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14 May 2019 | Story Thabo Kessah | Photo Tsepo Moeketsi
Prof Ashafa
Prof Ashafa’s research documents plants used by the Basotho in the management of different ailments.

The Phytomedicine and Phytopharmacology Research Programme (PPRP) in the Department of Plant Sciences on the Qwaqwa Campus researches the biological effects of medicinal plants used in the folkloric medicine of the Eastern Free State, particularly to explore the values and contribution of indigenous knowledge systems (IKS) towards broader scientific research. This is according to the programme’s principal investigator and researcher, NRF C2-rated researcher, Professor Anofi Ashafa. 

 “Our research is mainly aimed at documenting plants used by the Basotho in the management of different ailments and to further discover, isolate, and purify active phytoconstituents that are responsible for disease curation or amelioration, thereby assisting in the global promotion of accessible and affordable medication in developing countries,” said Prof Ashafa. 

Since 2012, the PPRP has worked extensively on Basotho medicinal plants (BMP) used as antimicrobials, antioxidants, antidiabetics, antitubercular, anticancer, anthelmintic, and antidiarrheal agents, starting from biological activities up to the  evaluation of the toxicity of these plants for the kidney, liver, and heart functions in order to establish safe dosage parameters. These activities have led to the discovery of four potent antidiabetic biomolecules that are awaiting the processes of patency and commercialisation. Additional outputs include 104 published peer-reviewed articles , 7 postdoctoral fellows, 6 PhDs, 9 master’s, and 16 honours graduates. 

“Our research informs teaching and the development of expertise in ethnobotany, 
phytomedicine, and phytopharmacology in order to contribute to the National Development Plan (NDP) through human capacity development, skills, and knowledge transfer.

The group is also investigating some medicinal plants on the endangered red list of the South African National Biodiversity Institute (SANBI), through micropropagation and field trials as well as proposing conservation strategies to preserve these valuable species.

The PPRP consists of postdoctoral fellows, PhD, master’s, and honours students and research is done in collaboration with several local and international universities as well as the Agricultural Research Council of South Africa. 


News Archive

UFS increases admission requirements
2010-07-26

Admissions criteria for entry to undergraduate programmes at the University of the Free State (UFS) will be increased with immediate effect. This means that students who begin their undergraduate studies in 2011 will need to meet the new admissions criteria in order to register.

“Increasing admissions requirements is a critical component of our unwavering commitment to excellent academic standards and educational quality at the UFS,” said Prof. Driekie Hay, Vice-Rector: Teaching and Learning at the UFS.

“The challenge of student success at most South African universities is something that has attracted increasing attention over the past few years. We believe that it is our responsibility as an educational institution to admit students that we are confident are likely to be successful, and also to provide the very best quality of teaching and learning to ensure success.”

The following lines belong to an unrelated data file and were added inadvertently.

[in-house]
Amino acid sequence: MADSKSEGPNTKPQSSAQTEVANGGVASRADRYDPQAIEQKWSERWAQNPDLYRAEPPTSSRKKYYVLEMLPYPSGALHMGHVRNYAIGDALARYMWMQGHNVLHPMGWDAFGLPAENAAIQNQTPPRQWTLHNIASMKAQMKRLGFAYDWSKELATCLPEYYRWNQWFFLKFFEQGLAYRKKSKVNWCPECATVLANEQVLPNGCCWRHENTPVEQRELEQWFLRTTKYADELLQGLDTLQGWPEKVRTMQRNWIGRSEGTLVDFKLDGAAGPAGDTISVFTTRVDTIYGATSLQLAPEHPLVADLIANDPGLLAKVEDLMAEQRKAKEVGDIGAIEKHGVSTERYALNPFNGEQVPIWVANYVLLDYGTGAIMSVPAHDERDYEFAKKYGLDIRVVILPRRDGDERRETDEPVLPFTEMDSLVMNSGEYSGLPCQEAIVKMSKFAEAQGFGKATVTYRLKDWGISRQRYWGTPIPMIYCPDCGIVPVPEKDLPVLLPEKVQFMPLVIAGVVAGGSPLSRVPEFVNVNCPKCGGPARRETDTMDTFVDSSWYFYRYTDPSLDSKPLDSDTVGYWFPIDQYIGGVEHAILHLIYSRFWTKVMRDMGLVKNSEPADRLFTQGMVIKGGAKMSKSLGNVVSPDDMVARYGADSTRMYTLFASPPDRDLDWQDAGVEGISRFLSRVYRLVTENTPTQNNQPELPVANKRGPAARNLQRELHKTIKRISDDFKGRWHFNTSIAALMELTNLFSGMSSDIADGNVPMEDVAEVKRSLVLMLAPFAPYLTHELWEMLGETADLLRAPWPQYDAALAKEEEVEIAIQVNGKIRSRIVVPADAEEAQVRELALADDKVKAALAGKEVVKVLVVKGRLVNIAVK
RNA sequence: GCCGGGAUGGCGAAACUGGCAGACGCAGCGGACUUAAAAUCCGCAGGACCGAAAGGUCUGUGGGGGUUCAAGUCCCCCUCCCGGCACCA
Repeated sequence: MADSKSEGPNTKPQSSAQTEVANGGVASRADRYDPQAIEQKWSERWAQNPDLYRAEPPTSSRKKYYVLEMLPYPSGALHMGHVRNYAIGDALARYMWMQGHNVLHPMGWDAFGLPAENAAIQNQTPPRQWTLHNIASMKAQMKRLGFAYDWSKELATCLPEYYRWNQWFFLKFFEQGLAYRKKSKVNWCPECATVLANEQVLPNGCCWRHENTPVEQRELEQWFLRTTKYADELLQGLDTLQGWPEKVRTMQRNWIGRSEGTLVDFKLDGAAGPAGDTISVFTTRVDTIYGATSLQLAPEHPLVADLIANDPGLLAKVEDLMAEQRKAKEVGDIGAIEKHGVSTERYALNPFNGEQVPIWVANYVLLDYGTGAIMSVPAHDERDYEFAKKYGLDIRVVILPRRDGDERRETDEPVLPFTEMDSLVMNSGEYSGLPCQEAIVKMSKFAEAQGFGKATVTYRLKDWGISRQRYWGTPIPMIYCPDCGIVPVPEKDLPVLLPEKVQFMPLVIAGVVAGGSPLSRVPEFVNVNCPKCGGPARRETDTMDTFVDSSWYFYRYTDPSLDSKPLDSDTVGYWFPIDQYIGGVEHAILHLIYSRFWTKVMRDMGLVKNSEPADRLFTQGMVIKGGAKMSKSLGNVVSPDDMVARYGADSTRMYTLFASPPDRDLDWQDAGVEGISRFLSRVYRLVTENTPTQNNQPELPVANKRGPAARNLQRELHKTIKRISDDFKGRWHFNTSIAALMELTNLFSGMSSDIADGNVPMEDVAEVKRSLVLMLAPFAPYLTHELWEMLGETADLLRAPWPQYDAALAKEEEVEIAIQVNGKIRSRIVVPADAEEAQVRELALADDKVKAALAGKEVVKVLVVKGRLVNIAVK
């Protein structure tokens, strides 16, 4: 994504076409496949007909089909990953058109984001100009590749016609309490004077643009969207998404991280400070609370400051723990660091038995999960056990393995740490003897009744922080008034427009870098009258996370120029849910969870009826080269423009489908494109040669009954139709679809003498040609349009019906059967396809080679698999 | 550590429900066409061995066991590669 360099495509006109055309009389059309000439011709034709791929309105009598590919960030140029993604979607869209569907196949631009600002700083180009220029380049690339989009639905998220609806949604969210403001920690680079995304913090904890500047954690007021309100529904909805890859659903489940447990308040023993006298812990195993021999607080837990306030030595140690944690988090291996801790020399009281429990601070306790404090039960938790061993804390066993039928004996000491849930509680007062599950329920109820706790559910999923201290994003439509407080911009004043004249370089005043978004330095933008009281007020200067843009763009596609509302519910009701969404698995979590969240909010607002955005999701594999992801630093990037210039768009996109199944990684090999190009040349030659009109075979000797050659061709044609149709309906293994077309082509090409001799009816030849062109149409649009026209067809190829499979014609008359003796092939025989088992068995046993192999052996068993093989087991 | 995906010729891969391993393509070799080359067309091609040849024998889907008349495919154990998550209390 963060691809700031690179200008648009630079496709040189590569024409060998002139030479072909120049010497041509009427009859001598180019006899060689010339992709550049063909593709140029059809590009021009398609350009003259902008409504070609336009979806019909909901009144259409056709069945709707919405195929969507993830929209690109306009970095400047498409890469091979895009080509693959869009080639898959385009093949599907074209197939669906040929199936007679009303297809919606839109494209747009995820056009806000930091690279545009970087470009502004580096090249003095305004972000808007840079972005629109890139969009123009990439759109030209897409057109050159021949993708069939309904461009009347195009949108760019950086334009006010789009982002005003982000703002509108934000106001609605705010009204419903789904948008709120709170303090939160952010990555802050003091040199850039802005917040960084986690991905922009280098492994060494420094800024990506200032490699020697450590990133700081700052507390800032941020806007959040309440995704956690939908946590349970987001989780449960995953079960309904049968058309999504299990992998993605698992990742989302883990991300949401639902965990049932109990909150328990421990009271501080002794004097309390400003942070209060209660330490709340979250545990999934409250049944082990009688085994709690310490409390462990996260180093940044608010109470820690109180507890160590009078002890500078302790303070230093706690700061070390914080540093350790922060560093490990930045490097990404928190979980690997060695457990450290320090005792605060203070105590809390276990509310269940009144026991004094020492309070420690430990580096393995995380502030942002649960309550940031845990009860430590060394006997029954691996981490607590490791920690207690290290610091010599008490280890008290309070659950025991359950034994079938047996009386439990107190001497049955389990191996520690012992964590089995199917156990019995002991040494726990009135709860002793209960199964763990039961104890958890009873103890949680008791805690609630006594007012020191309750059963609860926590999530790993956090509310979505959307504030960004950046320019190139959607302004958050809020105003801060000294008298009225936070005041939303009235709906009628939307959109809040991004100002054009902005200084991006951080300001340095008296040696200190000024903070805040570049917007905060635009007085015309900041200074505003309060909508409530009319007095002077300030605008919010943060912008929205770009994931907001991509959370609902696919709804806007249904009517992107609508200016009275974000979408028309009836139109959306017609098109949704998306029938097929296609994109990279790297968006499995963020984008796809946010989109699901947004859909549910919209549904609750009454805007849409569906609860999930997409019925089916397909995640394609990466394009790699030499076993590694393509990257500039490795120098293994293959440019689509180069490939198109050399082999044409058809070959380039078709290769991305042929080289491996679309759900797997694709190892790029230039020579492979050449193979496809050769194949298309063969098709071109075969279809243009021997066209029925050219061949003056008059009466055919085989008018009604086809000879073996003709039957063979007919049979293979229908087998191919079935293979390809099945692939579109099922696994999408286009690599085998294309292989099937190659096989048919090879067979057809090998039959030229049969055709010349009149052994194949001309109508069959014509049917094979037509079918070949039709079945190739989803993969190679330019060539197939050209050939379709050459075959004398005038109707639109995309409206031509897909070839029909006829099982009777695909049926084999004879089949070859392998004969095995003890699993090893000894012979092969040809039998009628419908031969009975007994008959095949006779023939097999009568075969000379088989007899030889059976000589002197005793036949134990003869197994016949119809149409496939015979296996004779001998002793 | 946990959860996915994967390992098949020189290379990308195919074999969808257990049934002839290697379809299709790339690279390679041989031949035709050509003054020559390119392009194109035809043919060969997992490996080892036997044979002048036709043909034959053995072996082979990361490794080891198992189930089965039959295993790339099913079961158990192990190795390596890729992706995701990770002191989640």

The university is also acutely aware that large numbers of young people in the country attend schools that are not adequately resourced to provide the quality of schooling needed for successful university study.

“We are thus committed to working with schools and with talented learners in order to address this challenge,” said Prof. Hay.

“The university currently has several initiatives in this regard. Further, our innovative and extremely successful University Preparation Programme (UPP) provides an opportunity for students with potential who do not meet the university entrance criteria to complete a bridging year that prepares them for the rigours of university.”

For students who begin their studies in 2011 the following changes will come into effect:

  • The minimum requirement for entry into undergraduate programmes will increase from 28 points to 30 points.
  • The minimum requirement for entry into extended programmes will increase from 23 points to 25 points.
  • The minimum requirement for entry into the University Preparation Programme will increase from 17 points to 20 points.
  • Subject-specific requirements specified by faculties will remain the same, except for Natural and Agricultural Sciences (contact the Faculty Manager at 051 401 3199).
  • All programmes that already require a minimum score of 30 points and above will not be changed.
  • The minimum entrance criteria for the B.Ed. Foundation Phase and B.Ed. Intermediate Phase will increase from 23 points to 25 points.
  • The minimum entrance criteria for B.Soc.Sc. Nursing will increase from 28 to 29 points.

Performance in the National Benchmark Tests will be used for placing students into academic support modules as needed.

These test results will not be used for admissions decisions in 2011, except for Faculties where it is used as part of their selection process.
Prospective students are encouraged to submit their applications for study in 2011 as soon as possible.
For telephone enquiries, please dial 051 401 3000.

 

Media Release
Issued by: Mangaliso Radebe
Assistant Director: Media Liaison
Tel: 051 401 2828
Cell: 078 460 3320
E-mail: radebemt@ufs.ac.za  
26 July 2010
 

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